Matthew Mandich (ISAR), An Interconnected Economy: Urban Expansion and Land Use Succession in Rome and its Environs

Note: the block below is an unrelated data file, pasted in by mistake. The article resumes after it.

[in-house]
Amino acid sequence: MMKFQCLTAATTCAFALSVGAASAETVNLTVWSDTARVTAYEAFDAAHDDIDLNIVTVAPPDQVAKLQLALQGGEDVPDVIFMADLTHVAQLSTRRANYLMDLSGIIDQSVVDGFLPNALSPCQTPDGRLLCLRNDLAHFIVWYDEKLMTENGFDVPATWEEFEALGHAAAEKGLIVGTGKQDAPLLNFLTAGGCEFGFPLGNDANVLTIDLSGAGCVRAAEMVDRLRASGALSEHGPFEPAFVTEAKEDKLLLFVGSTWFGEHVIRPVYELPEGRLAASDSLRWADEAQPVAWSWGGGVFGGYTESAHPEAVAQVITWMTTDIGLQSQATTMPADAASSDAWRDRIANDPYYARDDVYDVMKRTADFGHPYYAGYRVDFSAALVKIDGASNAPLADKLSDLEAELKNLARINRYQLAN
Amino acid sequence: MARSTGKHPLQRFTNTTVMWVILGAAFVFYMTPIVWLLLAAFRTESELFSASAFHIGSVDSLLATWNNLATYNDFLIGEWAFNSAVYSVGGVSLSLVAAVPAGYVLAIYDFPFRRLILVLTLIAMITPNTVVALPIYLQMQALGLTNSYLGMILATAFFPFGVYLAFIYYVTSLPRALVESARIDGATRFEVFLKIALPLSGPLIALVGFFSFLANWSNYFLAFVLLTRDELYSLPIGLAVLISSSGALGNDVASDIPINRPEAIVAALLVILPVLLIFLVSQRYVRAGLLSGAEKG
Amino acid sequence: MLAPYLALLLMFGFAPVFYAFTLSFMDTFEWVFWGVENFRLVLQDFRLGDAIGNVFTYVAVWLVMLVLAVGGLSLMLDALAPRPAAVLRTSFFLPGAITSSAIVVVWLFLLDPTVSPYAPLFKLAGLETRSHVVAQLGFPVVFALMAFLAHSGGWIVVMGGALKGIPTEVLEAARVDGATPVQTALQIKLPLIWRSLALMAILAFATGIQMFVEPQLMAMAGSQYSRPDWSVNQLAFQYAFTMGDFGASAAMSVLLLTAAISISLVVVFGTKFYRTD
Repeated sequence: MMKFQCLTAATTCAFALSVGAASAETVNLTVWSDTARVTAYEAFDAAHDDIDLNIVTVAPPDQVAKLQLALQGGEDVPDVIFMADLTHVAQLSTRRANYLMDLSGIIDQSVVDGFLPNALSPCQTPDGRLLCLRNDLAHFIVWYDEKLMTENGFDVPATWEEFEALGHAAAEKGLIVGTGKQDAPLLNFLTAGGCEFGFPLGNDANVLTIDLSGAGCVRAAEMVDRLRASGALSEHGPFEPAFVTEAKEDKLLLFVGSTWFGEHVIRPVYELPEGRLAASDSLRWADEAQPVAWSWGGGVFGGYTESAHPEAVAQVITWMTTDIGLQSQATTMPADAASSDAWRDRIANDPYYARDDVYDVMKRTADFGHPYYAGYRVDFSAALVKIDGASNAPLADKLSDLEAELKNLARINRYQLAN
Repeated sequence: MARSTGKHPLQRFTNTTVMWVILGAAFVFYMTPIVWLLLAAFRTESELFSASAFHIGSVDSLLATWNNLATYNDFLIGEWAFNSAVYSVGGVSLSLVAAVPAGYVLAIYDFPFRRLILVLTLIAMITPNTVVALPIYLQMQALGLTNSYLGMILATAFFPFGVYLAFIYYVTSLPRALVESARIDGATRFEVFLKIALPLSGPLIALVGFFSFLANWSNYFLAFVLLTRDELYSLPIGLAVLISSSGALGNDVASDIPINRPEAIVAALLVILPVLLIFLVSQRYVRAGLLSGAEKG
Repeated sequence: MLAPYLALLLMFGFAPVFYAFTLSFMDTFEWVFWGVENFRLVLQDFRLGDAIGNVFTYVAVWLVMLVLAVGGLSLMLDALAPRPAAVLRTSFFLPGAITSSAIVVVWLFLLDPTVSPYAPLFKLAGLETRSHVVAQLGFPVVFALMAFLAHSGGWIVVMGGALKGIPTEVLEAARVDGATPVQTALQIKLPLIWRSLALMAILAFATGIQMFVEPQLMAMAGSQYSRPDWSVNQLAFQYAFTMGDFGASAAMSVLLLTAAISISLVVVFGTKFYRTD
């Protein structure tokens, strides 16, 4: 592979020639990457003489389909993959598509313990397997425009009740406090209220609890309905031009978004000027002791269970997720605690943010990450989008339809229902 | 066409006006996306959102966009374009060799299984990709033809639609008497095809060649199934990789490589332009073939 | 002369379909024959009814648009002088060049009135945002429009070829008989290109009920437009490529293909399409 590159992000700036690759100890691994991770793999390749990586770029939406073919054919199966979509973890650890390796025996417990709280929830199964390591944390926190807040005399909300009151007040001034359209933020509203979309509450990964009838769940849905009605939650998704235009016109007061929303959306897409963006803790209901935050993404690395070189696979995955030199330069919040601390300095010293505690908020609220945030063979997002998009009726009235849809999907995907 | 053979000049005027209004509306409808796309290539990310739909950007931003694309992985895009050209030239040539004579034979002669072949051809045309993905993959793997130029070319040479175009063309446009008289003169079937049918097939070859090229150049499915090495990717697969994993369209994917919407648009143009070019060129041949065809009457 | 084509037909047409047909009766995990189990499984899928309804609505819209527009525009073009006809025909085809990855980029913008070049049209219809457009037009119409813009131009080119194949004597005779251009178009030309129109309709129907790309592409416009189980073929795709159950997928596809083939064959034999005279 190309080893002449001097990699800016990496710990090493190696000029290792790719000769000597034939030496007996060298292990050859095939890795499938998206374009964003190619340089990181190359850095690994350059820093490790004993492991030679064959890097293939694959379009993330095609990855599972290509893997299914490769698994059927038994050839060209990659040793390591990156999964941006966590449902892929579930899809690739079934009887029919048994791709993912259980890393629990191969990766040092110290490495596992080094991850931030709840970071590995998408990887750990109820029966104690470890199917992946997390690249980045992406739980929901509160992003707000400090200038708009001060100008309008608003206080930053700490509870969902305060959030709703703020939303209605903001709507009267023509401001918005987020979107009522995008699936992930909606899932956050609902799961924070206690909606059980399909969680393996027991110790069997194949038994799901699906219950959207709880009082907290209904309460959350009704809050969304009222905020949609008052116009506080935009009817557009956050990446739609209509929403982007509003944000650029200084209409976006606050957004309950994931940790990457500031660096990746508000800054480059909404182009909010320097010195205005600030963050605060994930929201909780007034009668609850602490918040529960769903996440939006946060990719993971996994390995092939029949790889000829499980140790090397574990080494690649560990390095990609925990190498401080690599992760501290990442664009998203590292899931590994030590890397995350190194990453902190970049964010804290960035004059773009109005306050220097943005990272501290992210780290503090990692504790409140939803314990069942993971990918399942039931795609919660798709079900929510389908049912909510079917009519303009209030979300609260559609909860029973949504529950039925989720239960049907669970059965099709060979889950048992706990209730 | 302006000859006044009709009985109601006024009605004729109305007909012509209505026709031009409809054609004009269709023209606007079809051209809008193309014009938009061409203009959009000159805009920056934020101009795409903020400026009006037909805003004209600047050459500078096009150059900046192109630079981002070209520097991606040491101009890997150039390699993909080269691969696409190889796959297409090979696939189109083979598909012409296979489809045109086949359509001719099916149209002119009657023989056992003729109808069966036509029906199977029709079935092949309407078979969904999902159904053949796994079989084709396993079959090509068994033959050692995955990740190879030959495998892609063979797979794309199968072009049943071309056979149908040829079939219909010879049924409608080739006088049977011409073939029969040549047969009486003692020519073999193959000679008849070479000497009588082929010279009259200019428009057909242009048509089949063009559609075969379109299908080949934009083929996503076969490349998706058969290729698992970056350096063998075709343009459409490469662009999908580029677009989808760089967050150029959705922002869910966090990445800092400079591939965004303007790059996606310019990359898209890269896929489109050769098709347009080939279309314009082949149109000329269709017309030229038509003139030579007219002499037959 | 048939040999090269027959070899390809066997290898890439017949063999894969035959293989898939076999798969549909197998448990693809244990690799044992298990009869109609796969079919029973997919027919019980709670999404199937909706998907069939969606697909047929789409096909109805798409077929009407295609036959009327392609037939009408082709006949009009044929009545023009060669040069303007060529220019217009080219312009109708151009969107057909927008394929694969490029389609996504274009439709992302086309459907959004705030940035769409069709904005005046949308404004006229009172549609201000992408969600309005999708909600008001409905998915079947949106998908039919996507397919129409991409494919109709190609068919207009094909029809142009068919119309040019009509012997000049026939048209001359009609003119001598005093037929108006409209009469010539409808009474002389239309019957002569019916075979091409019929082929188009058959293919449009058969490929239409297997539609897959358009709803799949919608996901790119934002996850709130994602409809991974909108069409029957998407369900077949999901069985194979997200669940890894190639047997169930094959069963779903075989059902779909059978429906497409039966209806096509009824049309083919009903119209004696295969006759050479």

Although Rome’s so-called ‘suburbium’ has frequently been viewed as an extension of the City – physically, economically, and demographically – the spatial and economic development of this zone is rarely assessed directly in conjunction with Rome’s urban expansion. Since Rome’s ‘sub-urban’ zone essentially began where the City’s built-up area, or continentia aedificia, ended any outward physical expansion would have had a wider ripple effect, impacting the entire suburban system by causing the successive displacement of people and socio-economic activities (i.e. land uses) surrounding it. To analyze the impacts of this process on a local and regional scale this paper exploits models and theories from economic geography and urban morphology that allow for traceable changes in suburban and rural land use to be understood as a function of the City’s urban growth. By re-examining the available archaeological evidence (both excavation and survey) with the forecasts and predictions of these frameworks in mind, a new model is advanced to chart and analyze land use change on Rome’s urban fringe and in its environs that highlights the interconnected economic activity occurring in and around the City. It is hoped that the methodology presented here will also have value for examining other ancient cities and their surroundings, allowing for further comparative study in the future.